I was asked by a business acquaintance two days before whether demonetization was on the cards? I asked him what makes him think so? To which I was told that was the bazaar buzz. My considered opinion to him was that it was very unlikely and he could go on his planned pilgrimage for I felt that the immediate costs would by far outweigh the long-term benefits.

When I heard the Prime Minister make the announcement last night I recalled an anecdote narrated by Dr.Paul Samuelson, the great economist and Nobel laureate. At the end of a talk on economic forecasting when he was asked if he had forecasted the Great Depression he said: “not a single economist in the star-studded Harvard economics faculty predicted it. Only the janitor of the building did!” Samuelson elaborated that the janitor used to perform a small service to the faculty by collecting salary cheques from them on Fridays for encashment for weekend spending, asked them to withdraw more or all as he felt that the banks will not open on the following Monday.” His advice went unheeded and the following week the faculty had to borrow money from the janitor!

The moral here is that street buzz is often closer to the truth. For several days now I have been hearing on new Rs.2000 notes and an incipient demonetization. But I take pride in being rational and hence have to wonder on why the event overtook us? For a start as much as 86.4% of the value of notes in circulation is in Rs.1000 and Rs.500 denominations. The Rs.1000 and Rs.500 notes account for 7% and 17.4% respectively of the currency in circulation. These are significant numbers and a sudden withdrawal will obviously make an economy offering little cheer even more anemic.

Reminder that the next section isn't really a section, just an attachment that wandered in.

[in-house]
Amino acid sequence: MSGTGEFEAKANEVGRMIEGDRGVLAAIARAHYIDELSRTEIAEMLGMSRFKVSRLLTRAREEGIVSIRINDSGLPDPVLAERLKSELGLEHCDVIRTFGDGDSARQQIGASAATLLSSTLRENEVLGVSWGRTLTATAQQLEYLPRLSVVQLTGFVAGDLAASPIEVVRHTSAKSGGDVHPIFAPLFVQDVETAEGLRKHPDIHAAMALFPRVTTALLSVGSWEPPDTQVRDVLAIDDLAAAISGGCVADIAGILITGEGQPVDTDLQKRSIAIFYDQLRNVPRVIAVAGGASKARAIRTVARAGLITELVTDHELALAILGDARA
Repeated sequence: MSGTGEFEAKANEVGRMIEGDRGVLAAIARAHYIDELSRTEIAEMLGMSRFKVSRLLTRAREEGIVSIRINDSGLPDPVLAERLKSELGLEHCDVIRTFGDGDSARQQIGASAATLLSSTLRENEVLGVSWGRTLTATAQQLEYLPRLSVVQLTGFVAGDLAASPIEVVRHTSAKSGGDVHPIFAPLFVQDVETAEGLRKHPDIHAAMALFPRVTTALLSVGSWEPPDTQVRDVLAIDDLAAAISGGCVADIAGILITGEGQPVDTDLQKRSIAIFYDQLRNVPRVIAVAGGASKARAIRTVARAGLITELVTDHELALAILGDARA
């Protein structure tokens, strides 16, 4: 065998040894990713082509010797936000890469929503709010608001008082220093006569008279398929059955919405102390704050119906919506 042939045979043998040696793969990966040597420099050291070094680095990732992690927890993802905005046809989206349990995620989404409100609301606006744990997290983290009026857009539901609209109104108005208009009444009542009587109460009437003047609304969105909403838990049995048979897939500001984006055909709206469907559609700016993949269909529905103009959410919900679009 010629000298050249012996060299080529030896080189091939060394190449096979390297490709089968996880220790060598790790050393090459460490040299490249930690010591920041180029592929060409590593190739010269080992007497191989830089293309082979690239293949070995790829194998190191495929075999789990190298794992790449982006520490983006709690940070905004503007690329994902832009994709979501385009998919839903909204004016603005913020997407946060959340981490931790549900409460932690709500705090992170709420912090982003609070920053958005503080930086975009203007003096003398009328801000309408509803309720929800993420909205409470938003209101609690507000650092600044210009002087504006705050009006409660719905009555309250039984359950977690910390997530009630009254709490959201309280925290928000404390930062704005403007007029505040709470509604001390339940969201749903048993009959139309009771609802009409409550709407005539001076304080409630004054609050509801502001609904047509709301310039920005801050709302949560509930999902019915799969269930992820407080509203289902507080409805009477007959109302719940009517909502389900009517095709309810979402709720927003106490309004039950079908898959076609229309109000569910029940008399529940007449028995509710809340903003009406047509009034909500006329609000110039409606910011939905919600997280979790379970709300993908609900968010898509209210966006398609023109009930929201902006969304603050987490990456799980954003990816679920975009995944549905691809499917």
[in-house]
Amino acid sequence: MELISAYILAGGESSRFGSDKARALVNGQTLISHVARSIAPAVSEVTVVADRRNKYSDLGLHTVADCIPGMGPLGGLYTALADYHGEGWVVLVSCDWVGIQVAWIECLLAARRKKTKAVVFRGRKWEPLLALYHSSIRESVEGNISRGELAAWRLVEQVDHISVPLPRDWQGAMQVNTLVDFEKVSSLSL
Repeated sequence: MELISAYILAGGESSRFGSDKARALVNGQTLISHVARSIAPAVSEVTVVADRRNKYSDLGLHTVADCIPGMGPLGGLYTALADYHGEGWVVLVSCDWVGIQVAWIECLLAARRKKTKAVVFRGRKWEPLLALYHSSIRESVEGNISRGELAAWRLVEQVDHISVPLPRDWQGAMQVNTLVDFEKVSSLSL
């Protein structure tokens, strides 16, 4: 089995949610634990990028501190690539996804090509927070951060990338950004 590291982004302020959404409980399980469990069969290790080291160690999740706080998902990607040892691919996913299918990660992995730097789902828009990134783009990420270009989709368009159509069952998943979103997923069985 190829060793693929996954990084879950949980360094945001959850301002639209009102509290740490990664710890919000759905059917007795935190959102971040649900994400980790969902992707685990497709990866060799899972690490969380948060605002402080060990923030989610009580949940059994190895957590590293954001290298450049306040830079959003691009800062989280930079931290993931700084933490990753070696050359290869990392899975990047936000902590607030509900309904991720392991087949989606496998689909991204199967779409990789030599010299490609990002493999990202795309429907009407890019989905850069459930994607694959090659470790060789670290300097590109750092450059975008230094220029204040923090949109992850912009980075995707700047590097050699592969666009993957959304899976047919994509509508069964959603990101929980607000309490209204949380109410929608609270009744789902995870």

Most middle and upper income households are a little strung out due to this. My wife and I too stock this morning and together we have Rs.600 in usable money. But we are mostly out of the cash economy managing our economy on credit and debit cards. But the vast majority of common folk still function with cash. My driver just told me that he has a few thousand rupees in 500’s and wanted some smaller notes.

It is true the PM has assured us that the old notes can now be exchanged for brand new notes by presenting them in the banks where the Aadhar and PAN numbers will noted to give the authorities a fix on the admitted owners of the cash. This is fair enough and most of us have little to get bothered about, though the queues at the banks will be a bit tedious.

The most competent extra-governmental authorities on these matters such as Baba Ramdev and Amit Shah have with predictable hyperbole compared this to the “surgical strikes” last month. The comparison might even be apt. For like the “surgical strikes” which were in reality a series of cross border raids to depths of 0.5 and 1.5 kms into Pakistan territory, this too is not without much depth. Like the LeT leadership, the black money enemy lies deeper inland and making a thrust here and there does not amount to a surgical strike. The leaders of our nation and the ruling elites understand the gravity and depth of the problem, but the baying hounds of public opinions too have to be addressed. We are being fobbed off with a few bones.